Skip to main content

A More Sure Word

As a young follower of Christ I struggled to understand the relation between reason and faith.  One particularly troublesome passage was the first chapter of 2 Peter.  In this passage, Peter writes about his experience with James and John where they witnessed the transfiguration of Jesus.   Then in verse 19, he writes, “We have also a more sure word of prophecy…”

This passage seemed to teach that a Christian should trust the Bible even more than physical evidence. According to that view, Peter was essentially saying that on the one hand you have empirical proof, and on the other hand you have the Bible.  And of course, the Bible is “more sure” than even his eyewitness experience. That would mean Peter was supporting a fideistic type of faith.  However, that would violate both reason and other scriptural passages.

Recently I realized that I had completely misunderstood what Peter is saying. He is not saying that the word of prophecy was more sure than his eyewitness encounter.  He is actually saying that the word of prophecy is more sure as a result of his eyewitness encounter.  Peter is saying that we have the prophetic word made more certain as a result of his experience.  This understanding is supported by three arguments.

The first reason comes from Greek grammar.  The word order in the original language places the emphasis on bebaioteron, meaning more certain, sure, firm, or valid. However, this word is not written in the adjective position, but predicate. The only definite article in the Greek proceeds “prophetic word.”  Literally, we have more sure the prophetic word.  In the predicate position, the adjective (more sure) is often rendered after the noun. (See translation in the Spanish Reina Valera, etc.)  While that may not be necessary, the text should not be misunderstood as if bebaioteron were in the adjectival position because it is not.  The meaning of this sentence is not that the prophetic word is more sure than the experiences of seeing it fulfilled, but because of those experiences.



As such, Warren Wiersbe gives the correct sense of the text in his Bible Exposition Commentary.  He writes, “Peter was not suggesting that the Bible is more certain than the experience he had on the Mount of Transfiguration. His experience was real and true, and the record in the Bible is dependable. As we have seen, the Transfiguration was a demonstration of the promise given in the prophetic Word; and this promise now has added certainty because of what Peter experienced. The Transfiguration experience corroborated the prophetic promises” (p. 444).

Secondly, it would seem strange for Peter to contrast the Old Testament prophecies with the transfiguration.  His argument in the preceding passage shows that he considers the transfiguration adequate evidence to conclude that the message of Christ is not a cunningly devised myth (verse 16).  As Thomas Schreiner notes, Peter is not at all suggesting that his experience was deficient in comparison to the Old Testament prophecies (1, 2, Peter, Jude. p. 320).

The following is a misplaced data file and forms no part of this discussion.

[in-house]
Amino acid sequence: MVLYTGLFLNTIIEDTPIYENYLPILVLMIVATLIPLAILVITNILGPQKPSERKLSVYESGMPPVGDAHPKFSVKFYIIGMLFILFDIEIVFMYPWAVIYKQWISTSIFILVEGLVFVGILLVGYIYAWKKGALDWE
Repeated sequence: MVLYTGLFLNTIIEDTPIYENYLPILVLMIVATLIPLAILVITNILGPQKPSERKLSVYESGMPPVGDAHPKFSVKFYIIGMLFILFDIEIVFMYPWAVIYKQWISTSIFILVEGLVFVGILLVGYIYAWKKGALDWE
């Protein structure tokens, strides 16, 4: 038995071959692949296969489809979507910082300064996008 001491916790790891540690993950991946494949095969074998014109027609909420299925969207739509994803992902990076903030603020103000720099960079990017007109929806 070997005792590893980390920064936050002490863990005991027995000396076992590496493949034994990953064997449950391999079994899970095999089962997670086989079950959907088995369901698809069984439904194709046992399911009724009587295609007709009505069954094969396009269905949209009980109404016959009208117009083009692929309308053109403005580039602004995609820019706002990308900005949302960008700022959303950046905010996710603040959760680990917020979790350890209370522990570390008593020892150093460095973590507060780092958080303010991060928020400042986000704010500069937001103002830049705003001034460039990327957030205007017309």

Thirdly, it is dangerous to claim that a person should ignore empirical evidence if it contradicts a specific interpretation of scripture.  With that type of thinking, no cult member would have any hope of finding the truth.  It may be possible for someone to incorrectly argue that the Bible teaches a flat earth (“four corners of the earth” in Revelation 7:1) or a geocentric solar system (the sun “stood still” in Joshua 10:13). In fact, in earlier ages, some people have.  Yet it is obvious that scientific discoveries have relevance to how these passages are understood.

Few Christians would claim that their interpretation of scripture has never been mistaken. In fact, all people that I personally know who study the Bible regularly could give examples where they were wrong in what they thought a passage was saying.  I certainly can. If no empirical data can change how a person interprets a passage, it is doubtful that any exegetical data will either. Serious Bible students understand the difference between an infallible scripture and an infallible interpretation.

In conclusion, despite my earlier misunderstanding, Peter’s message in this passage is clear.  The incredible experience of the transfiguration served to make more certain the prophetic message of redemption. Based on the fact that these prophecies have already started to be fulfilled, we should pay close attention to what scripture says.  It truly comes from God.


Comments

Popular posts from this blog

Is Christmas a Pagan Holiday?

Christians are often surprised to learn that December 25th was associated with sun worship, the Mithras cult, and the emperor cults of the Roman Empire long before it was ever thought of as Jesus’ birthday. Christmas day comes from ancient pagan religions, and would have known to the early Christians as Sol Invictus (Latin for the Invincible Sun).